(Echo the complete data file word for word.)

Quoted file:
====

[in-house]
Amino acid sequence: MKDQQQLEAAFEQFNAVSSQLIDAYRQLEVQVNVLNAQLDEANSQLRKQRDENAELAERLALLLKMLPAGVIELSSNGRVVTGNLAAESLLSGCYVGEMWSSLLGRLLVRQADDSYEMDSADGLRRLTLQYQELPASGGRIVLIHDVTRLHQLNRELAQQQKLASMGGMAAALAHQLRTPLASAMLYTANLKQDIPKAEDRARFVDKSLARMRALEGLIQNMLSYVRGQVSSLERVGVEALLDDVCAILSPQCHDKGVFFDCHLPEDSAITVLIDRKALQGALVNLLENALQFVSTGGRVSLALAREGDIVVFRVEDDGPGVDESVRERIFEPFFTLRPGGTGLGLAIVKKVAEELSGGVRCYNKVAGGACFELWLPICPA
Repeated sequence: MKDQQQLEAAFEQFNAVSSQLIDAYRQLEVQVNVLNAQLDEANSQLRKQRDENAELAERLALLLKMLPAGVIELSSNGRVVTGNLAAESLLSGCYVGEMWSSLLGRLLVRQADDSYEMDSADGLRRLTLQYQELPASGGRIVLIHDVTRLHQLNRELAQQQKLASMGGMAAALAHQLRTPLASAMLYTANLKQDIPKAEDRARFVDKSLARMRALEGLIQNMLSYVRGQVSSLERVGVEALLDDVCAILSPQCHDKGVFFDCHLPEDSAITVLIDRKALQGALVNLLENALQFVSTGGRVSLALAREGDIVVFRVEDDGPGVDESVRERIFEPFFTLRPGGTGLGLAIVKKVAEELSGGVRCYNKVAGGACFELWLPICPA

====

[in-house]
Amino acid sequence: MKDQQQLEAAFEQFNAVSSQLIDAYRQLEVQVNVLNAQLDEANSQLRKQRDENAELAERLALLLKMLPAGVIELSSNGRVVTGNLAAESLLSGCYVGEMWSSLLGRLLVRQADDSYEMDSADGLRRLTLQYQELPASGGRIVLIHDVTRLHQLNRELAQQQKLASMGGMAAALAHQLRTPLASAMLYTANLKQDIPKAEDRARFVDKSLARMRALEGLIQNMLSYVRGQVSSLERVGVEALLDDVCAILSPQCHDKGVFFDCHLPEDSAITVLIDRKALQGALVNLLENALQFVSTGGRVSLALAREGDIVVFRVEDDGPGVDESVRERIFEPFFTLRPGGTGLGLAIVKKVAEELSGGVRCYNKVAGGACFELWLPICPA
Repeated sequence: MKDQQQLEAAFEQFNAVSSQLIDAYRQLEVQVNVLNAQLDEANSQLRKQRDENAELAERLALLLKMLPAGVIELSSNGRVVTGNLAAESLLSGCYVGEMWSSLLGRLLVRQADDSYEMDSADGLRRLTLQYQELPASGGRIVLIHDVTRLHQLNRELAQQQKLASMGGMAAALAHQLRTPLASAMLYTANLKQDIPKAEDRARFVDKSLARMRALEGLIQNMLSYVRGQVSSLERVGVEALLDDVCAILSPQCHDKGVFFDCHLPEDSAITVLIDRKALQGALVNLLENALQFVSTGGRVSLALAREGDIVVFRVEDDGPGVDESVRERIFEPFFTLRPGGTGLGLAIVKKVAEELSGGVRCYNKVAGGACFELWLPICPA